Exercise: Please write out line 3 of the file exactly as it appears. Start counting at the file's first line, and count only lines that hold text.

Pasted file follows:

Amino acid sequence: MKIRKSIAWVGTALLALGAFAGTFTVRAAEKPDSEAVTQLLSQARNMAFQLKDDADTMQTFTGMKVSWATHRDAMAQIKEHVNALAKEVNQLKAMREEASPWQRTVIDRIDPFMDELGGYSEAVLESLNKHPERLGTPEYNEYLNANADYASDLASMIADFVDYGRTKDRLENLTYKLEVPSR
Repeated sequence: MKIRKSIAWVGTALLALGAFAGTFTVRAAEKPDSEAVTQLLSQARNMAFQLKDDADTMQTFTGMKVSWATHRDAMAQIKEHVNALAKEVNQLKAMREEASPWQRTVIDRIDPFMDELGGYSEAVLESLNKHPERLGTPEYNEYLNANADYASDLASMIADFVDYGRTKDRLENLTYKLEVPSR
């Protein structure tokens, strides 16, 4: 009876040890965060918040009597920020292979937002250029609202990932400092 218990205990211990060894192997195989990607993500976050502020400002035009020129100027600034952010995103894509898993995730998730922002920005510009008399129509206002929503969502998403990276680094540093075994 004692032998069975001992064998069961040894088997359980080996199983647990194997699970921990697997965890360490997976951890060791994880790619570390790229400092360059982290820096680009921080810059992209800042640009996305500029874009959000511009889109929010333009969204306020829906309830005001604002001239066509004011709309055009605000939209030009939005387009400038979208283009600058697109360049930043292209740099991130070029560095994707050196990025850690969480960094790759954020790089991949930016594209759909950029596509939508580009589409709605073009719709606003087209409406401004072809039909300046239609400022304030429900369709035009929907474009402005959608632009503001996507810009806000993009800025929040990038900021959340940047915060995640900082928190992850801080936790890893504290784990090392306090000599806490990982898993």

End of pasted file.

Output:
């Protein structure tokens, strides 16, 4: 009876040890965060918040009597920020292979937002250029609202990932400092 218990205990211990060894192997195989990607993500976050502020400002035009020129100027600034952010995103894509898993995730998730922002920005510009008399129509206002929503969502998403990276680094540093075994 004692032998069975001992064998069961040894088997359980080996199983647990194997699970921990697997965890360490997976951890060791994880790619570390790229400092360059982290820096680009921080810059992209800042640009996305500029874009959000511009889109929010333009969204306020829906309830005001604002001239066509004011709309055009605000939209030009939005387009400038979208283009600058697109360049930043292209740099991130070029560095994707050196990025850690969480960094790759954020790089991949930016594209759909950029596509939508580009589409709605073009719709606003087209409406401004072809039909300046239609400022304030429900369709035009929907474009402005959608632009503001996507810009806000993009800025929040990038900021959340940047915060995640900082928190992850801080936790890893504290784990090392306090000599806490990982898993």